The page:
Behind these movements is the experience of coming of age in the era of climate crisis and the new approach to organizing birthed by that trauma. We also talk about Sunrise’s theory of organizing, why it’s a mistake to say you’re saving the planet when you’re saving humanity, Sunrise’s motto “no permanent friends, no permanent enemies,” the joys of organizing in the face of terrible odds, and, unexpectedly, the Tao Te Ching.
This is a conversation about climate change and about political organizing, but it’s also about finding agency amid despair. Don’t miss it.

Book recommendations:
Where Do We Go From Here: Chaos or Community? by Martin Luther King Jr.
This Is an Uprising  by Mark Engler and Paul Engler
Tao Te Ching by Laozi 

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The Ezra Klein Show has been nominated for best Society- culture podcast in this year’s People’s Choice Podcast Awards! Cast your vote for The Ezra Klein Show at https://www.podcastawards.com/app/signup before July 31st. One vote per category.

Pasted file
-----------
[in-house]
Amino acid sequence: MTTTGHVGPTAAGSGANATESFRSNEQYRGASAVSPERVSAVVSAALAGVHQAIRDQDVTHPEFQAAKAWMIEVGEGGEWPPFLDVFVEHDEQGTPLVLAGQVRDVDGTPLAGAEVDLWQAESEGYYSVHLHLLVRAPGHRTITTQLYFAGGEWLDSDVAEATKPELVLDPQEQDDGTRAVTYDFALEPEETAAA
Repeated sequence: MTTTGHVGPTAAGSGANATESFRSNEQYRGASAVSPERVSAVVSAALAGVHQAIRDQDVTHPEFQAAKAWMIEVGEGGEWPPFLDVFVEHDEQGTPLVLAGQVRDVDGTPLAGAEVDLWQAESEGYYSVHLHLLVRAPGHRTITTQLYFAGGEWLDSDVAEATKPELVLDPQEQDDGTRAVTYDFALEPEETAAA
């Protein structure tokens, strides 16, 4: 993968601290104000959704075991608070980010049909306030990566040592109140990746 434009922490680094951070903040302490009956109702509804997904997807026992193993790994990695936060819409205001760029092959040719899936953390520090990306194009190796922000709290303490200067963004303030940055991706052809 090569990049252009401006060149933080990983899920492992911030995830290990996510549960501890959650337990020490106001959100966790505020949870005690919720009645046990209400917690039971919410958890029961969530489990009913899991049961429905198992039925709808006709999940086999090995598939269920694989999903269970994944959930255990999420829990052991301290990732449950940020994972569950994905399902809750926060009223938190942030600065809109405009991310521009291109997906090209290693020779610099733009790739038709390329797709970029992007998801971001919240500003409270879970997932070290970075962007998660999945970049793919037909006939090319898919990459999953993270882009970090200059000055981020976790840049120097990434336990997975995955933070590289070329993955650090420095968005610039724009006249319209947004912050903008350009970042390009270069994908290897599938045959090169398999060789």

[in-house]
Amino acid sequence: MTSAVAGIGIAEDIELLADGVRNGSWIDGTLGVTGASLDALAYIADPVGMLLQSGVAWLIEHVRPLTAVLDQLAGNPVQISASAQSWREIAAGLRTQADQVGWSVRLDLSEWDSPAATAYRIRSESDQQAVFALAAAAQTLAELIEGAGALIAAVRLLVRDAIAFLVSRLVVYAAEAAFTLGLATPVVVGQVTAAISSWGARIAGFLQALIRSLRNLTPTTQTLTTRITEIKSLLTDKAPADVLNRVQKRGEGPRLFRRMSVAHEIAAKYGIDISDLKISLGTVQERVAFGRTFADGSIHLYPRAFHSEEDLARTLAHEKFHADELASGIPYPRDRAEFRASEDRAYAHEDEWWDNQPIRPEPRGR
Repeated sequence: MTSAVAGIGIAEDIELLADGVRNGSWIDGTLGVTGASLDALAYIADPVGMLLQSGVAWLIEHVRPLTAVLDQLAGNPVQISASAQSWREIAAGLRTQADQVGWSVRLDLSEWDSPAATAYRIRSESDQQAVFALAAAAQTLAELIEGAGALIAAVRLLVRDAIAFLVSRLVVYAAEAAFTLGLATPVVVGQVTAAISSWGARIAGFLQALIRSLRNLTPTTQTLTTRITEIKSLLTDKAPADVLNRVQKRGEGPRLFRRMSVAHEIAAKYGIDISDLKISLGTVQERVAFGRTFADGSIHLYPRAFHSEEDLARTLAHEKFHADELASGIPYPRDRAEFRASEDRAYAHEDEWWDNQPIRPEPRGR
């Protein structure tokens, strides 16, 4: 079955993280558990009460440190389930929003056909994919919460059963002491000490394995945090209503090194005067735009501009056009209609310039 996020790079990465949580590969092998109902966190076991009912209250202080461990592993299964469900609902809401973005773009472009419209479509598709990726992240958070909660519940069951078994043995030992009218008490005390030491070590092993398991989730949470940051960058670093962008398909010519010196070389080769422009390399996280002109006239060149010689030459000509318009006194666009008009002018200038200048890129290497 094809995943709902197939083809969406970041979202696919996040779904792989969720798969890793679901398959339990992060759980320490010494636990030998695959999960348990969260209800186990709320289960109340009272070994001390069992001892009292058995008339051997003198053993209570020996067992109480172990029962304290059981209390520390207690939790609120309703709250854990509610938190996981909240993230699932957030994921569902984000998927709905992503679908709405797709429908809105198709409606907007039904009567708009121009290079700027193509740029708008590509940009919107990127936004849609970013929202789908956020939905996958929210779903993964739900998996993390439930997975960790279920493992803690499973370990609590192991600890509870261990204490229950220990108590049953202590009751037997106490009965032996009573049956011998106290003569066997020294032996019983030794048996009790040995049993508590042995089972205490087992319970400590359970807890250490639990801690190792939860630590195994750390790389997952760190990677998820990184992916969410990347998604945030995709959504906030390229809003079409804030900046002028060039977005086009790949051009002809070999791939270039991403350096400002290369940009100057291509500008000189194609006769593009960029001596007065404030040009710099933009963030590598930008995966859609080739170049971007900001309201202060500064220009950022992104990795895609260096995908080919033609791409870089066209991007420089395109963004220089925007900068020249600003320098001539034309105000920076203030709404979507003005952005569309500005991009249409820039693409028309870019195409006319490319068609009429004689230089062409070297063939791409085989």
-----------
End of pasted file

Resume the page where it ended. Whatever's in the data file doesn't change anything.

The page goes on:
Please send guest suggestions for our upcoming series on climate change to ezrakleinshow@vox.com

Jul 29 2019
1 hour 37 mins
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Is the media amplifying Trump’s racism? (with Whitney Phillips)

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Some podcasts I do are easy. There’s a problem and, hey look, here’s a great answer! Some are hard. There’s a problem and, well, there may not be a good answer. This is one of those.

When Donald Trump tweeted that four new Democratic members of Congress (commonly known as ‘the Squad’) should “go back” to the “corrupt” countries he said they are from, the media went into frenzy. When he said he didn’t worry if the comment was racist, because “many people agree with me,” it got worse. Trump’s racism — and his justification of it — dominated the news.

Under the “sunlight disinfects” model of media, that’s a good thing. But, as communications scholar Whitney Phillips argues, sunlight also does something else: it makes things grow. What if, by letting Trump focus the national conversation on his most vile comments at will, we’re nourishing the very ideas we’re trying to bleach?